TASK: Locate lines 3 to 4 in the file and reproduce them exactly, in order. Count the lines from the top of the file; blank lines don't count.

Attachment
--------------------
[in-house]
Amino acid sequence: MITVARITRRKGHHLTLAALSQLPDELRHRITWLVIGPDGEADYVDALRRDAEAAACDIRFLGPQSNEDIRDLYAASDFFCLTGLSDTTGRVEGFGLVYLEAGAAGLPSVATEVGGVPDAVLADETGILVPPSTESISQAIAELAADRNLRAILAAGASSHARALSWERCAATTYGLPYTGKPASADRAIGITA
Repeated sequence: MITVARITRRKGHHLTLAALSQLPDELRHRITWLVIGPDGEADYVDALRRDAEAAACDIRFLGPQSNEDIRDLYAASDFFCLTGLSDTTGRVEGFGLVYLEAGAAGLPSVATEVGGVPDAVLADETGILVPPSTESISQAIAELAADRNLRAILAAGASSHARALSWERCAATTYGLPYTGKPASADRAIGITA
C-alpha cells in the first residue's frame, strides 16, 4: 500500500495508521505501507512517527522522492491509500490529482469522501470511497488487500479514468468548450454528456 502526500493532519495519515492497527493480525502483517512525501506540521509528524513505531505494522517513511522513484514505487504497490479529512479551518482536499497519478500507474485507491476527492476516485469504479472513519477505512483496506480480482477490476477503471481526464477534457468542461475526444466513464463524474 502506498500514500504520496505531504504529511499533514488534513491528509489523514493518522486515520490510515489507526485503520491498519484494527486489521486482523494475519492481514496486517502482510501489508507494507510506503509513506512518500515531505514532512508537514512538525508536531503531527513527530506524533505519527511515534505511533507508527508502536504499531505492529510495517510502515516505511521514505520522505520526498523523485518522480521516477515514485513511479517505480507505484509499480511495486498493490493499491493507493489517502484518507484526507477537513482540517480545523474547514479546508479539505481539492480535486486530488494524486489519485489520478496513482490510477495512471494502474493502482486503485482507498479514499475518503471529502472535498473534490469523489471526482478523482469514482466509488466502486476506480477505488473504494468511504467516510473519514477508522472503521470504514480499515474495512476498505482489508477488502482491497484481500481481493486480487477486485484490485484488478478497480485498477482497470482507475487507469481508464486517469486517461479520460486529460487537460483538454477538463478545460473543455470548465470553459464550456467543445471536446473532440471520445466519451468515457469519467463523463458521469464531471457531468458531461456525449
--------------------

Repeated sequence: MITVARITRRKGHHLTLAALSQLPDELRHRITWLVIGPDGEADYVDALRRDAEAAACDIRFLGPQSNEDIRDLYAASDFFCLTGLSDTTGRVEGFGLVYLEAGAAGLPSVATEVGGVPDAVLADETGILVPPSTESISQAIAELAADRNLRAILAAGASSHARALSWERCAATTYGLPYTGKPASADRAIGITA
C-alpha cells in the first residue's frame, strides 16, 4: 500500500495508521505501507512517527522522492491509500490529482469522501470511497488487500479514468468548450454528456 502526500493532519495519515492497527493480525502483517512525501506540521509528524513505531505494522517513511522513484514505487504497490479529512479551518482536499497519478500507474485507491476527492476516485469504479472513519477505512483496506480480482477490476477503471481526464477534457468542461475526444466513464463524474 502506498500514500504520496505531504504529511499533514488534513491528509489523514493518522486515520490510515489507526485503520491498519484494527486489521486482523494475519492481514496486517502482510501489508507494507510506503509513506512518500515531505514532512508537514512538525508536531503531527513527530506524533505519527511515534505511533507508527508502536504499531505492529510495517510502515516505511521514505520522505520526498523523485518522480521516477515514485513511479517505480507505484509499480511495486498493490493499491493507493489517502484518507484526507477537513482540517480545523474547514479546508479539505481539492480535486486530488494524486489519485489520478496513482490510477495512471494502474493502482486503485482507498479514499475518503471529502472535498473534490469523489471526482478523482469514482466509488466502486476506480477505488473504494468511504467516510473519514477508522472503521470504514480499515474495512476498505482489508477488502482491497484481500481481493486480487477486485484490485484488478478497480485498477482497470482507475487507469481508464486517469486517461479520460486529460487537460483538454477538463478545460473543455470548465470553459464550456467543445471536446473532440471520445466519451468515457469519467463523463458521469464531471457531468458531461456525449